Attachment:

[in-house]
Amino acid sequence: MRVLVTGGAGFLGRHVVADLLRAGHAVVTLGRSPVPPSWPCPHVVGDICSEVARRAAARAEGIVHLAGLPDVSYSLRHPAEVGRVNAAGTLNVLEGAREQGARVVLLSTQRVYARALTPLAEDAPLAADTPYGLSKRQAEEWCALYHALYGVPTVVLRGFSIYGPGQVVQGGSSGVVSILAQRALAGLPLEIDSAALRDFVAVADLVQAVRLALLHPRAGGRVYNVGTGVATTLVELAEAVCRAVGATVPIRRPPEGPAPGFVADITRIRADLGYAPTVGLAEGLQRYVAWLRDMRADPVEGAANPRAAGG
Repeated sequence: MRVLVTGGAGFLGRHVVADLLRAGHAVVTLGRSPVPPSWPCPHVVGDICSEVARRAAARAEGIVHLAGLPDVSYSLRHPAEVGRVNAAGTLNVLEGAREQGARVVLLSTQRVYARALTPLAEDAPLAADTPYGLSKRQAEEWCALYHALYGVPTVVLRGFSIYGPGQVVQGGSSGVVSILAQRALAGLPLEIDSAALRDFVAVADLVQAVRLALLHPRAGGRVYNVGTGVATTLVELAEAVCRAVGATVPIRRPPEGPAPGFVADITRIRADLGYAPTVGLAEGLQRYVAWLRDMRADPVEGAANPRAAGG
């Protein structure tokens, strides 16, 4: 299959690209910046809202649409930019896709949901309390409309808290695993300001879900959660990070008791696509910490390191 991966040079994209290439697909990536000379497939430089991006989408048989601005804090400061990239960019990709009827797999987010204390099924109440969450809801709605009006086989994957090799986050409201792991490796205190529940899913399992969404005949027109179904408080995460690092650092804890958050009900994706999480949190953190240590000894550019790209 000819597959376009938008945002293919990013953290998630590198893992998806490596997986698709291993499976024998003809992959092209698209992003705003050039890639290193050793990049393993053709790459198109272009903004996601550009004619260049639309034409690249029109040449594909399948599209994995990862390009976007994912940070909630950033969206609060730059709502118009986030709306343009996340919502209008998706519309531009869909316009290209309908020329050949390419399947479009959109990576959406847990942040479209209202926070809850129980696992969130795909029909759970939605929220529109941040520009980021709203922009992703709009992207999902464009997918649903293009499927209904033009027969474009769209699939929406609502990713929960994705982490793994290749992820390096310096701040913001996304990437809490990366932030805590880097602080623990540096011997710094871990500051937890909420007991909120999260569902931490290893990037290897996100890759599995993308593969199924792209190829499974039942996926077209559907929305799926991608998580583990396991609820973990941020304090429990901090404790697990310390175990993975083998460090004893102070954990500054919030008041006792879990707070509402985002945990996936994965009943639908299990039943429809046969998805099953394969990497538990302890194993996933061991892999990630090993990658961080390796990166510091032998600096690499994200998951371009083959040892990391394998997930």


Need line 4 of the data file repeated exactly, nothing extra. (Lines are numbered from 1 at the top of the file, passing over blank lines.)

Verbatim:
């Protein structure tokens, strides 16, 4: 299959690209910046809202649409930019896709949901309390409309808290695993300001879900959660990070008791696509910490390191 991966040079994209290439697909990536000379497939430089991006989408048989601005804090400061990239960019990709009827797999987010204390099924109440969450809801709605009006086989994957090799986050409201792991490796205190529940899913399992969404005949027109179904408080995460690092650092804890958050009900994706999480949190953190240590000894550019790209 000819597959376009938008945002293919990013953290998630590198893992998806490596997986698709291993499976024998003809992959092209698209992003705003050039890639290193050793990049393993053709790459198109272009903004996601550009004619260049639309034409690249029109040449594909399948599209994995990862390009976007994912940070909630950033969206609060730059709502118009986030709306343009996340919502209008998706519309531009869909316009290209309908020329050949390419399947479009959109990576959406847990942040479209209202926070809850129980696992969130795909029909759970939605929220529109941040520009980021709203922009992703709009992207999902464009997918649903293009499927209904033009027969474009769209699939929406609502990713929960994705982490793994290749992820390096310096701040913001996304990437809490990366932030805590880097602080623990540096011997710094871990500051937890909420007991909120999260569902931490290893990037290897996100890759599995993308593969199924792209190829499974039942996926077209559907929305799926991608998580583990396991609820973990941020304090429990901090404790697990310390175990993975083998460090004893102070954990500054919030008041006792879990707070509402985002945990996936994965009943639908299990039943429809046969998805099953394969990497538990302890194993996933061991892999990630090993990658961080390796990166510091032998600096690499994200998951371009083959040892990391394998997930």